Samyukta Maharashtra Samiti

Flora Fountain was renamed Hutatma Chowk ("Martyr's Square") as a memorial to the Samyukta Maharashtra movement. The Hutatma Chowk memorial with the Flora Fountain, on its left in the background.

Samyukta Maharashtra Movement (or Sanyukta Maharashtra Chalaval) was an organisation that, starting on 6 February 1956, demanded the creation of a separate Marathi-speaking state out of the (then-bilingual) State of Bombay in western India, with the city of Bombay as its capital.[1] Similarly, in 1956 the Mahagujarat Movement started agitation for creation of separate Gujarati-speaking State out of Bombay State, which became the state of Gujarat.

The Samyukta Maharashtra Movement achieved its aim when the present state of Maharashtra was created on 1 May 1960(labours day) . The state reorganization left Marathi-speaking areas in Northern Karnataka, such as Belgavi, Karwar, Dharwad and Bidar outside Maharashtra. The newly annexed people of Goa in a 1967 referendum rejected merger with Maharashtra.


The organisation was founded on 6 February 1956, under the leadership of Keshavrao Jedhe at Tilak Smarak Mandir in Pune. The Samiti declared its Executive Council. Comrade Shripad Amrut Dange as the President. Dr. T. R.Naravane as Vice President and S. M. Joshi as General Secretary were selected. Many of the Prominent activists of Samyukta Maharashtra Samiti were leftists such as Shreedhar Mahadev Joshi, Shripad Amrit Dange, Narayan Ganesh Gore, and Uddhavrao Patil. Other leaders included Maina Gawankar, Walchand Kothari, Pralhad Keshav Atre, Keshav Sitaram Thackeray, Pandurang Mahadev Bapat, Bhausaheb Raut, and Amar Shaikh, G. T. Madkholkar, Madhu Dandavate, Y. K. Souni. As a part of the campaign, P. K. Atre used his Maratha newspaper to criticise Prime minister Jawaharlal Nehru, Morarji Desai (then chief minister of Bombay state) and S.K. Patil, the Bombay Congress party politician who favored separation of Bombay city from a linguistically reconstituted Maharashtra or Gujarat[2]

The Indian National Congress had pledged to introduce linguistic states prior to Independence.[3] However, after Independence, Jawaharlal Nehru and Sardar Vallabhbhai Patel were adamantly opposed to linguistic states. They perceived linguistic states as a threat to the integrity of India. For the first time and perhaps the only time, Rashtriya Swayamsevak Sangh and its chief Madhav Sadashiv Golwalkar supported Nehru and Patel against redrawing of the map along linguistic lines. The catalyst to the creation of a States Re-organization Commission was the fasting death of Telugu nationalist Potti Sriramulu. In 1956, the SRC (States Re-organisation Committee) recommended creation of linguistic states of Andhra Pradesh, Kerala and Karnataka but recommended a bi-lingual state for Maharashtra-Gujarat, with Bombay as its capital but Vidarbha outside Maharashtra. Further, they recommended[citation needed] the creation of Vidharba state to unite the Marathi-speaking people of former Hyderabad state with Marathi-speaking areas of Central Provinces and Berar state. On 21 November 1955, demonstrators were fired upon by the police at Flora Fountain in the capital city of Bombay. Flora Fountain was subsequently renamed Hutatma Chowk or "Martyr's Crossroad" in their memory. It is estimated that in all, 106 people were shot by security forces during the period of agitation and at different places. Morarji Desai, who was the then chief minister of Bombay State was later removed and replaced by Yashwantrao Chavan as a result of criticism related to the 21 November incident.[4] Nehru's speech dissenting with the SRC led C. D. Deshmukh, the then Finance Minister of the Nehru Cabinet to resign his post in January 1956.[3][5] This led to the creation of the predecessor movement Sanyukta Maharashtra Parishad, inaugurated on 1 November 1956, causing a great political stir and, under the leadership of Keshavrao Jedhe, a whole party meeting was held in Pune and Samyukta Maharashtra Samiti was founded on 6 February 1956. In the second general election of 1957, the Samiti defeated the stalwarts of Congress by securing 101 seats out of 133, including 12 from Bombay. The Congress party could form a government only with the support of Gujarat, Marathwada and Vidharba.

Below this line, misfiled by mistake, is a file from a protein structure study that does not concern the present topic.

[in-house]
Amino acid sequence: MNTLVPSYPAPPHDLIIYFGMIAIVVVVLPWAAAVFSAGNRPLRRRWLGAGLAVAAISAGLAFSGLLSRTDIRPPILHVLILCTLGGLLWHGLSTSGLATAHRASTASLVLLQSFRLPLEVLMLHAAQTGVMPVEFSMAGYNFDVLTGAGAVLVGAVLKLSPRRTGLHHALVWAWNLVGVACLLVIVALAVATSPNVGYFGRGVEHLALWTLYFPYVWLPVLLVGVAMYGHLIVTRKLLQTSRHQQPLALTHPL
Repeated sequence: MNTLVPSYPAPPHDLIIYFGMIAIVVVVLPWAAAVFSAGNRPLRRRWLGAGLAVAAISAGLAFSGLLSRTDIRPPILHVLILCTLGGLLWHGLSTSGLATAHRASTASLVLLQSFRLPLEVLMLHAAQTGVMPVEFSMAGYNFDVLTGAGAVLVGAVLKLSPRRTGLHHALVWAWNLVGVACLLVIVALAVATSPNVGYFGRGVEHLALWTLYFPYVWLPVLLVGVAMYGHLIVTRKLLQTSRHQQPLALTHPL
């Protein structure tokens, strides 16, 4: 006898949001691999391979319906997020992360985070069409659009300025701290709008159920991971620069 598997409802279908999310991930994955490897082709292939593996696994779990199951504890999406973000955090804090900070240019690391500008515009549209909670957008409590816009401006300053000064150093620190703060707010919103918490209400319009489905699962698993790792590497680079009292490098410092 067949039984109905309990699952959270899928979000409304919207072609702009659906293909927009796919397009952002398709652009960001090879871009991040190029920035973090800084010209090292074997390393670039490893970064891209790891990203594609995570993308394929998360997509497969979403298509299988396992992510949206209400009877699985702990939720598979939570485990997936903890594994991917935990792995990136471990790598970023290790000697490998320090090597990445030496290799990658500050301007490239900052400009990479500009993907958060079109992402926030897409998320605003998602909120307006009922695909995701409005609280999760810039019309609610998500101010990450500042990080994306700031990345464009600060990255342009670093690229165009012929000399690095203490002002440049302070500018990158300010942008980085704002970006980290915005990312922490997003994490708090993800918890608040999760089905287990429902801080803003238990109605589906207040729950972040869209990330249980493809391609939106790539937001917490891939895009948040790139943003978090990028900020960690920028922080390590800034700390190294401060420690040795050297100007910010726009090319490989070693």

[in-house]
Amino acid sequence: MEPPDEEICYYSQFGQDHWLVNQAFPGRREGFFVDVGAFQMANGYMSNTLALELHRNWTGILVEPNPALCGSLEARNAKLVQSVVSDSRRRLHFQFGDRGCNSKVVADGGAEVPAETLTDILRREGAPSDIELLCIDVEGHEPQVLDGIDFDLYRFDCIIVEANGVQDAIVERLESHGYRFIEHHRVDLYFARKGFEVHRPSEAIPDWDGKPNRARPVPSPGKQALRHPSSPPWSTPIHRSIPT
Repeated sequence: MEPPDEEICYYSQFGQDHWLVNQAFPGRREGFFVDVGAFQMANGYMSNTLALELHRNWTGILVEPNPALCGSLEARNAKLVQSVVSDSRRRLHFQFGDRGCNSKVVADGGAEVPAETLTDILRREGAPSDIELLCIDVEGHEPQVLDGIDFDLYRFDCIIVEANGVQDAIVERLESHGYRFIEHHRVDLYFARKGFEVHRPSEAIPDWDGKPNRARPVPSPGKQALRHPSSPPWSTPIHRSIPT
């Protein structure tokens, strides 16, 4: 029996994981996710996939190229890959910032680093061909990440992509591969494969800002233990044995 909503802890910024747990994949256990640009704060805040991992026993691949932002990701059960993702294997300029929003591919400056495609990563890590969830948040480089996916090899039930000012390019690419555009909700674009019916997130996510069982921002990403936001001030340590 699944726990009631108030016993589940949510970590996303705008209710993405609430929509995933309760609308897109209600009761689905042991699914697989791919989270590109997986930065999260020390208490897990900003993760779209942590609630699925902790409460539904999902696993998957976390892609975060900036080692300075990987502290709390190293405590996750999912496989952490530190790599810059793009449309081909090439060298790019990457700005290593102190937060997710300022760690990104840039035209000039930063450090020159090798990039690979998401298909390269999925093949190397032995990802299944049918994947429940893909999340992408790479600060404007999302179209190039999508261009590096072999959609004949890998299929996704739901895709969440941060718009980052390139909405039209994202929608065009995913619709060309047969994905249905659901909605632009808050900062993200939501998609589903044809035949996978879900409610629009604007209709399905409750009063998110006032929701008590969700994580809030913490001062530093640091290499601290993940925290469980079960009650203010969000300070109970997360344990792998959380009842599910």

The Samyukta Maharashtra Samiti achieved its goal on 1 May 1960, when the State of Bombay was partitioned into the Marathi-speaking State of Maharashtra and the Gujarati-speaking State of Gujarat. However Goa (then a Portuguese colony), Belgaum, Karwar and adjoining areas, which were also part of the Maharashtra envisaged by the Samiti, were not included in Maharashtra state. The prominent leaders of sanyukt maharashtra samiti decided to quit samiti after 1 May 1960, but the then chairman of the samiti Bhai Uddhavrao Patil continued his fight for the 862 Marathi-speaking villages of Karnataka that were excluded in 1960.

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  1. ^ Dandavate, Madhu (19 November 2017). "Dialogue with Life". Allied Publishers. Retrieved 19 November 2017 – via Google Books.
  2. ^ Guha, Ramachandra (13 April 2003). "The battle for Bombay". The Hindu. Retrieved 12 November 2008.
  3. ^ a b Windmiller, Marshall (1956). "The Politics of States Reorganization in India: The Case of Bombay". Far Eastern Survey. 25 (9 (Sep)): 129–143. doi:10.1525/as.1956.25.9.01p1062z. JSTOR 3024387.
  4. ^ "BMC will give jobs to kin of Samyukta Maharashtra martyrs". Retrieved 19 November 2017.
  5. ^ Gopal, Sarvepalli (1980). Jawaharlal Nehru: A Biography, Volume 2: 1947-1956. Cambridge, MA, USA: Harvard University Press. ISBN 9781473521889. Retrieved 11 January 2017.

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